Sam wanted a tree house too. I remember Dad on the ladder, a nail between his teeth, his hammer pounding the nails in between the two-by-fours and the spider-like limbs of the oak tree behind our house. It didn't turn out to be much, really, just a big wooden crate with a thin slab of roofing material laid over it. But it was something Dad built for Sam.
And after it was done, I stood on the ground, staring up at it, my arms hanging uselessly beside me, afraid to climb up, while Sam's friends taunted me from their little wooden shelter up above, calling me a chickenshit, Mama's boy, stuff like that. After a while I'd shrug, like it didn't bother me, and slink away, my hands dug deep into my pockets. But it didn't stop them. Their taunts only got louder.
And the thing about it was, Sam didn't stop them. And I could hear him laughing along with them as I walked away. That's what burned me the most.
I thought brothers were supposed to protect one another.
So when he says he was there that night, how can I trust him? How can I believe him? He was not there that night, I'm sure of it.
When he went away to college, it was the greatest thing that ever happened to me. I could have my own life, my own interests, my own friends.
But that was years later, years after I stood there that evening, that stone laying in my palm.
I must have hit three or four cars on the bounce, breathing faster with each hit, my tosses increasingly accurate, meeting the mark with a perfect lead and bounce, ending with the crrrump under the front end of the car and then the car whizzing by, not even touching the brakes.
But then something happened. One of the cars didn't sail on past as it was supposed to. Suddenly, it wasn't a game anymore. The red brake lights of the car lit as the car swerved and pulled off onto the side of the road, some fifty yards ahead of where we stood by the fence. The driver's side door opened and the heavy man with eyeglasses was running toward us, yelling something inaudible. The other boys ran for it, shouting for me to come on, did I want to get killed? I could go, but was determined not to. I would stick to the spot, take what was coming to me, afraid, but choosing not to be weak. The large dark figure was coming closer, his features becoming clearer as he reached the fence, the puffy red face, greasy head full of black curls, the thickness of his glasses. Rage in his eyes, breathing heavily, but not saying a word. And me not daring to breathe, not daring to blink as the man hurdled the fence and grabbed me by the collar of my denim jacket and lifted me up off my feet.
The man was cursing, spitting as he talked.
"Where do you live, you little rat?" I pointed in the direction behind me and the man, still spitting, cursing, his face now as red as Georgia clay, hobbled in the direction of my guiding finger, me still hanging by the collar, sneakers dragging against the pavement and grass as we went. Studying his face. Up close it was pockmarked, full of tiny craters like the moon. And there were narrow streams of sweat running down his cheeks, as he huffed and huffed. I was sickened by his sour smell, turning away, watching the world I'd lived in most of my life -- the park with its swings, basketball nets and tennis courts, the old brick water fountain, the backs of neighbors' bushes -- pass by in a way that, from this angle, made everything seem alien.
"Where now?" the man asked, as we reached the sidewalk. "And don't try to lead me wrong 'cause I'll skin your little hide."
"That way," I said, my throat dry, neck aching.
When we got to the house, he finally set me down. I fell to the ground and looked up at him. He was standing with his hands on his hips.
"Ring the bell!" he said. I just stood there. He shoved me toward it. I rang.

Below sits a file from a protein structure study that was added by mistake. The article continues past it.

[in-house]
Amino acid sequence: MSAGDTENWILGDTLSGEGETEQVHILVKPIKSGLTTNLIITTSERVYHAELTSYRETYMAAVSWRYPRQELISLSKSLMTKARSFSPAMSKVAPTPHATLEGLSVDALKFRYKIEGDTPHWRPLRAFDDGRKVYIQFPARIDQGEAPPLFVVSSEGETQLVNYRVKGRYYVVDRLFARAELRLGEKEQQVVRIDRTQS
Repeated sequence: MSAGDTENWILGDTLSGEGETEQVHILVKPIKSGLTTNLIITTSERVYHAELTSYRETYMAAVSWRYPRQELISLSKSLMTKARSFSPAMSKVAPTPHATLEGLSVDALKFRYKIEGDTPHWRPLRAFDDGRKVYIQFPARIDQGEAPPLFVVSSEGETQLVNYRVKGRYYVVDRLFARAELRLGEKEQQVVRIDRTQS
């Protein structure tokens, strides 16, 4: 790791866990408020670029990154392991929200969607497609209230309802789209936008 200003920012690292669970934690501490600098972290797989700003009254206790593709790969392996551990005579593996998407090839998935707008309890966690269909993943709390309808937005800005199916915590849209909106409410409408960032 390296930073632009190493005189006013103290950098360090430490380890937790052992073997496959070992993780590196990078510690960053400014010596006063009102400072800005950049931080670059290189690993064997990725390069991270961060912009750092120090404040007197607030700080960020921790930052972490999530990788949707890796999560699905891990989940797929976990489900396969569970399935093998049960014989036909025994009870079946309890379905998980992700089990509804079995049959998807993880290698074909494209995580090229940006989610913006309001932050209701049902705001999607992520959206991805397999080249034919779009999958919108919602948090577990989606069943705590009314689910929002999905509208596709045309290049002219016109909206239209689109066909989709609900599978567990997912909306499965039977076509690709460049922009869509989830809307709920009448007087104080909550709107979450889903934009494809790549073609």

The door opened, and my mother appeared, a dish in one hand, a dish towel in the other. She smiled a little smile, but you could tell she didn't really mean it. Her left eye was twitching slightly, the way it does sometimes -- she has a nervous streak in her.
"Can I help you?" she said, looking at the man.
"This your kid?"
"Why yes. What's the matter?" Then she looked at me, the smile gone now. "Are you hurt, Martin?"
"Martin." The man spat my name out. "This boy, this...Martin of yours been chucking rocks at cars. Him and some other little shits. One thunked us right in the windshield. Scared the crap out of us. My wife's sitting back there on the side of the road, crying her eyes out."
"Why I'm...I don't know what to say." She looked at me then, not with anger, but with incomprehension. I was her perfect kid, the boy who could do no wrong. "Did you do that, Martin? Did you throw a rock at this man's car?"
I didn't answer. I avoided my mother's eyes.
"Tell the man you're sorry."
But I didn't move a muscle, didn't make a sound.
And in my room that night I couldn't sleep. Staring in the dark at the ceiling, my heart was racing with the memory of how it felt -- hearing again, with satisfaction, the solid sound of the rock hitting metal: crrump. Watching the car stop and pull over, the red-faced, stumbling man, moving toward me in a rage. The fence the only thing between us. While the others before had driven right by, he had stopped. Remembering how he'd grabbed me, the pain as he'd dragged me by the collar. Feeling a curious pleasure at that.
"Man, we were crazy back then," my brother says, laughing in that nasal snort of his. And I'm thinking, we? But he wasn't even there that night.
Still, my stepfather steps around me and places a hand on Sam's shoulder. "That you were, my son, that you were."
And I'm twelve years old again, with the stone in my hand -- the stone that, as a grown man, I cannot get rid of -- feeling the way it's sharp edges cut into my hand, drawing my clenched fist back behind me ear, waiting for the next car to come.
Bio: Mitchell Waldman's fiction, poetry, and essays have previously appeared in many places, most recently in Midwest Literary Magazine, Connotation Press, new aesthetic, Wilderness House Literary Review, Longshores Literary Magazine, Girls With Insurance, The Battered Suitcase, Worldwidehippies, Greatest Lakes Review, Five Fishes Journal, Moronic Ox Literary and Cultural Review, eclectic flash, Ink Monkey Magazine, and eFiction Magazine. His writing has also appeared in the anthologies Beyond Lament: Poets of the World Bearing Witness to the Holocaust (Northwestern University Press, 1998), Messages from the Universe (iUniverse, 2002), and America Remembered (Virgogray Press, 2010).
He is also the author of the novel, A Face in The Moon, with co-editor(Diana May-Waldman) of the anthology, Wounds of War: Poets for Peace, and currently serves as Fiction Editor for Blue Lake Review. For more information, see his website at: